Light reflecting off white areas of the image being copied erases the charge on the corresponding areas of the plate. Negatively charged powder toner is sprayed against the drum and sticks to the charged areas of the plate, creating a reverse image. The inked image is then transferred to paper and fixed by heat to create a permanent positive image copy.
Though electrostatic photocopying doesn't use thermal papers, it does use a heat-set ink process. As reported in the series above, it is therefore best to select a cold mounting techniques mounting is required. Keep in mind that wet and spray adhesives could contain too much moisture for thin copier paper stock to produce an unbuckled cold mounting, leaving pressure-sensitive the likely technique of choice.
COLD MOUNTING REVIEW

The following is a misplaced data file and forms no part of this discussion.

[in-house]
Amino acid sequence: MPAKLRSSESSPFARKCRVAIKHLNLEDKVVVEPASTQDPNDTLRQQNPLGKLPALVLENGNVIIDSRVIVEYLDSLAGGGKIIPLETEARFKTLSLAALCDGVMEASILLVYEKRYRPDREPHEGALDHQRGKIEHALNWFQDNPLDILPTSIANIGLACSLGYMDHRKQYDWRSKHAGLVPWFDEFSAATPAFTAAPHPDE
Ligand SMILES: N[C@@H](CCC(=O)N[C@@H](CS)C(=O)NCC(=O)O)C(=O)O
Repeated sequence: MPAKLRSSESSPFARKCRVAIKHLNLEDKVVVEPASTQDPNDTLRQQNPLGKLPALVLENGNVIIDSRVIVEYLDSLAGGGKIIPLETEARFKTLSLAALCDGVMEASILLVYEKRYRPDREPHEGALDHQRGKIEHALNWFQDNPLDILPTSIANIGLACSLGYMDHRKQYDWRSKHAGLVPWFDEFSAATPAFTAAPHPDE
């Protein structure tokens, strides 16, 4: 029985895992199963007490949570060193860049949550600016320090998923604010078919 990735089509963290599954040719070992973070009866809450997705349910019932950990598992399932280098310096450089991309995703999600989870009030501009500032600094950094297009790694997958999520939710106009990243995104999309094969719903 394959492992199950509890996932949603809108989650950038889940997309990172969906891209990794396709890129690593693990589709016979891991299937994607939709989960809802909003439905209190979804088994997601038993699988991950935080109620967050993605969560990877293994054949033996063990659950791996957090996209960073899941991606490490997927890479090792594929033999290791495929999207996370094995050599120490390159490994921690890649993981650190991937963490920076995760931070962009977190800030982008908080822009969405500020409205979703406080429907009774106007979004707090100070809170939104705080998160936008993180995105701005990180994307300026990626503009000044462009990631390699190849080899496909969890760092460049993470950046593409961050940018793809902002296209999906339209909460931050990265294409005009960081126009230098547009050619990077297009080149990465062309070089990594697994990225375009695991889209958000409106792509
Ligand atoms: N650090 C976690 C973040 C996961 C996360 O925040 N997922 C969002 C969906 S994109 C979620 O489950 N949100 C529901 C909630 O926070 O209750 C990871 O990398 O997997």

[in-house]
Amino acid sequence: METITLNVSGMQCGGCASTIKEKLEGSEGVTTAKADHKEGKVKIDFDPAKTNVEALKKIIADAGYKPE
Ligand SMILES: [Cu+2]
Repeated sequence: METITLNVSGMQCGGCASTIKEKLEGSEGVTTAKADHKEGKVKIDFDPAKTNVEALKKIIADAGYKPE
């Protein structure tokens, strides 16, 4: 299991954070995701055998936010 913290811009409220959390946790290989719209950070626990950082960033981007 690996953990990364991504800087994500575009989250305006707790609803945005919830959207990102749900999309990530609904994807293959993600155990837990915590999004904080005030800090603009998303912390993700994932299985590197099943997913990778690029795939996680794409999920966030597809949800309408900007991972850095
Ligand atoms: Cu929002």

Any mounting technique requiring no heat or electricity, only adhesive and pressure to create the bond between an item and substrate is considered cold mounting. It generally refers to the use of pressure-sensitive adhesives. A thin sheet of adhesive film, or film with carrier, may be hand or machine applied.
Cold vacuum mounting uses a combination of adhesive and vacuum suction to create the bond. Wet, spray, and pressure-sensitive adhesives (or boards) all may be used with this process, and the bond is greatly improved.
MOUNTING FOR THE MILLENNIUM